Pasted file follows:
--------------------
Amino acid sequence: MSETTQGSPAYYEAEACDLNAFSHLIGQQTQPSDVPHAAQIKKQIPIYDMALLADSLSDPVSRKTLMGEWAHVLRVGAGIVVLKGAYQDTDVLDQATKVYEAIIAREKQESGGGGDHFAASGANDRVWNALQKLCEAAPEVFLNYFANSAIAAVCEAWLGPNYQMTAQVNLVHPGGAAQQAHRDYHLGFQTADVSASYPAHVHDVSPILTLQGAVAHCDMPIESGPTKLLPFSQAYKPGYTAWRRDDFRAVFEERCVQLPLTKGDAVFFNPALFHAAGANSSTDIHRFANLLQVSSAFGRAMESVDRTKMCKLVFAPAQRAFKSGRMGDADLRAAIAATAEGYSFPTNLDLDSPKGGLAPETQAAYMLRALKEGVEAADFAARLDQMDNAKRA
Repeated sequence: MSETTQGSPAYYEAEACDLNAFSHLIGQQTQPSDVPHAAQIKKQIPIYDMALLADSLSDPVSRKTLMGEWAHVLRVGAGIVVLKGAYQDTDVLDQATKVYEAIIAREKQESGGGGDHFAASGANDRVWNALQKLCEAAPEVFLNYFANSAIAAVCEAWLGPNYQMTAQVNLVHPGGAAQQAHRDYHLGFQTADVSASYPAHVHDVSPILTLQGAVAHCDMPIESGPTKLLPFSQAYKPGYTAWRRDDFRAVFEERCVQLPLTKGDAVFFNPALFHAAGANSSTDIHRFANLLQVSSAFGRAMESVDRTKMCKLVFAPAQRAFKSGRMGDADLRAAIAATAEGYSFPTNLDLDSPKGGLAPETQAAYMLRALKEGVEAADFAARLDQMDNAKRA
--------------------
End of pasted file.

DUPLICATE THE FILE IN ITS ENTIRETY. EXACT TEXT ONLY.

Amino acid sequence: MSETTQGSPAYYEAEACDLNAFSHLIGQQTQPSDVPHAAQIKKQIPIYDMALLADSLSDPVSRKTLMGEWAHVLRVGAGIVVLKGAYQDTDVLDQATKVYEAIIAREKQESGGGGDHFAASGANDRVWNALQKLCEAAPEVFLNYFANSAIAAVCEAWLGPNYQMTAQVNLVHPGGAAQQAHRDYHLGFQTADVSASYPAHVHDVSPILTLQGAVAHCDMPIESGPTKLLPFSQAYKPGYTAWRRDDFRAVFEERCVQLPLTKGDAVFFNPALFHAAGANSSTDIHRFANLLQVSSAFGRAMESVDRTKMCKLVFAPAQRAFKSGRMGDADLRAAIAATAEGYSFPTNLDLDSPKGGLAPETQAAYMLRALKEGVEAADFAARLDQMDNAKRA
Repeated sequence: MSETTQGSPAYYEAEACDLNAFSHLIGQQTQPSDVPHAAQIKKQIPIYDMALLADSLSDPVSRKTLMGEWAHVLRVGAGIVVLKGAYQDTDVLDQATKVYEAIIAREKQESGGGGDHFAASGANDRVWNALQKLCEAAPEVFLNYFANSAIAAVCEAWLGPNYQMTAQVNLVHPGGAAQQAHRDYHLGFQTADVSASYPAHVHDVSPILTLQGAVAHCDMPIESGPTKLLPFSQAYKPGYTAWRRDDFRAVFEERCVQLPLTKGDAVFFNPALFHAAGANSSTDIHRFANLLQVSSAFGRAMESVDRTKMCKLVFAPAQRAFKSGRMGDADLRAAIAATAEGYSFPTNLDLDSPKGGLAPETQAAYMLRALKEGVEAADFAARLDQMDNAKRA